Safe schools is a cornerstone of this session. The House, Senate and Governor Dayton have pledged to make an impact in keeping students and staff safe at school. MSBA has created a side-by-side comparison of the provisions.
The House Education Finance Committee marked up its omnibus bill last Tuesday afternoon. A sum of $21.6 million will go directly to school safety and mental health grants next year. In fiscal year 2020-2021, it would jump to $51 million.
- There was a failed amendment offered to extend the Professional Educators Licensing and Standards Board (PELSB) implementation until 2019.
- An amendment to include instruction on "consent" was not adopted.
- The "withdrawal agreement" discipline provision is no longer in the bill.
- An amendment to establish a regional equity approach to special education funding is now part of the Education Finance omnibus bill. It would break the state into two regions, metro and rural, then provide equity aid to school districts where the cross-subsidy is greater than the regional average. The cost to the state is approximately $20 million. Later in the day, Chair Loon offered an oral amendment to delay the implementation of the regional equity cross-subsidy aid in fiscal year 2022-2023.
- The often contentious academic star-rating system was amended to offer the commissioner of education more flexibility in formulating a summative academic rating system. Chair Loon said, "What we're proposing is that we allow the commissioner more latitude to develop this rather than crafting our own." Implementation would be September 2020.
The Senate marked up its Education Finance omnibus bill last week. Chair Nelson reminded the committee this year is a supplemental budget year and there was
provided to work with.
- A contentious academic balance policy provision had much discussion Wednesday and by Thursday had been modified. The more prescriptive language is out, with Chair Nelson saying "the discussion was enlightening and that's what the process does, enlighten legislators." However, it is not completely out. It still requires a school board to adopt a written policy that prohibits discrimination against students on the basis of political, ideological, or religious beliefs. It states a student must not be required to publicly identify their personal belief, views and values for the purpose of academic credit, classroom or extracurricular participation. The policy must have reporting procedures and disciplinary actions for violations. The policy would take affect July 1, 2018.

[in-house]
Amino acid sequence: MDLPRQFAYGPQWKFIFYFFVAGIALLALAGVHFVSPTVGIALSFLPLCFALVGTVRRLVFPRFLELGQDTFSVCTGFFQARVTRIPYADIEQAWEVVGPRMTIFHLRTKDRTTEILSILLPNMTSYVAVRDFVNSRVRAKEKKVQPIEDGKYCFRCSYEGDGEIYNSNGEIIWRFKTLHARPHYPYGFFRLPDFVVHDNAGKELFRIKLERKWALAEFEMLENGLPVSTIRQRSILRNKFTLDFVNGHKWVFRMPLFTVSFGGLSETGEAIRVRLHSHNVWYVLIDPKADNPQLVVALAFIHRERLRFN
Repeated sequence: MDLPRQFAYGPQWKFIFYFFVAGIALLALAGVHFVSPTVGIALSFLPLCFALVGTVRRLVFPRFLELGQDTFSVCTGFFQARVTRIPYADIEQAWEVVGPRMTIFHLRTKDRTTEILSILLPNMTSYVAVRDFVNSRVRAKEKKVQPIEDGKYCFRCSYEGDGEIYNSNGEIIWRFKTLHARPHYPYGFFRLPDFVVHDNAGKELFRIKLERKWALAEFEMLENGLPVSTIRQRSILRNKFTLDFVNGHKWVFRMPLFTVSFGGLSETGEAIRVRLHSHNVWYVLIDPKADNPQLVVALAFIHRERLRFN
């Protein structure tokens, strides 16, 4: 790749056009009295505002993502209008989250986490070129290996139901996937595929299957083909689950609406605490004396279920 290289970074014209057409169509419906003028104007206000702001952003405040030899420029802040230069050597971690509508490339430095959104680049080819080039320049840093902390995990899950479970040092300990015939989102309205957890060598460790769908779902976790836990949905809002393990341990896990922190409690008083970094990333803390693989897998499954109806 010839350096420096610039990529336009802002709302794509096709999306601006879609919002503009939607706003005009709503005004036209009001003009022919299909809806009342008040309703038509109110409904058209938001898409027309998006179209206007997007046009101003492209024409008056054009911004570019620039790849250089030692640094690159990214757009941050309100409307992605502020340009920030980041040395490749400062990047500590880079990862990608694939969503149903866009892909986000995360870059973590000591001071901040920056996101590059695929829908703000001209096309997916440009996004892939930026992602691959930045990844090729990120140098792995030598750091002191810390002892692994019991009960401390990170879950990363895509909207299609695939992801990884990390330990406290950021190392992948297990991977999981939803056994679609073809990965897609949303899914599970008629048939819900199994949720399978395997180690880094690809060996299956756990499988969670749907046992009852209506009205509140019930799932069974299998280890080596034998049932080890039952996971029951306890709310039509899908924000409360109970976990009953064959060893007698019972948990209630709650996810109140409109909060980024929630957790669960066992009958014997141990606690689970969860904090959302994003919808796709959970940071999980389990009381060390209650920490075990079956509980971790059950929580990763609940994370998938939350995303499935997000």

Senate Informational Hearing Only
- Background checks would be required for teachers who are renewing licenses and new background checks on all employees every three years.
- Telecommunications aid got a bit of a boost with $880,000 over the next three years; however, an amendment was offered to have libraries retain any unused funds leaving the senate and governor's proposals without funds.
A bill relating to school start times would prevent secondary schools from starting before 8:30 a.m. and buses would not allowed be allowed to pick up elementary students before 7:00 a.m.
School board members Patsy Green (Robbinsdale Area Schools) and Kevin Donovan (Mahtomedi Public Schools) testified, raising concerns with the bill. "Local control is important to make decisions closest to community issues," said Green.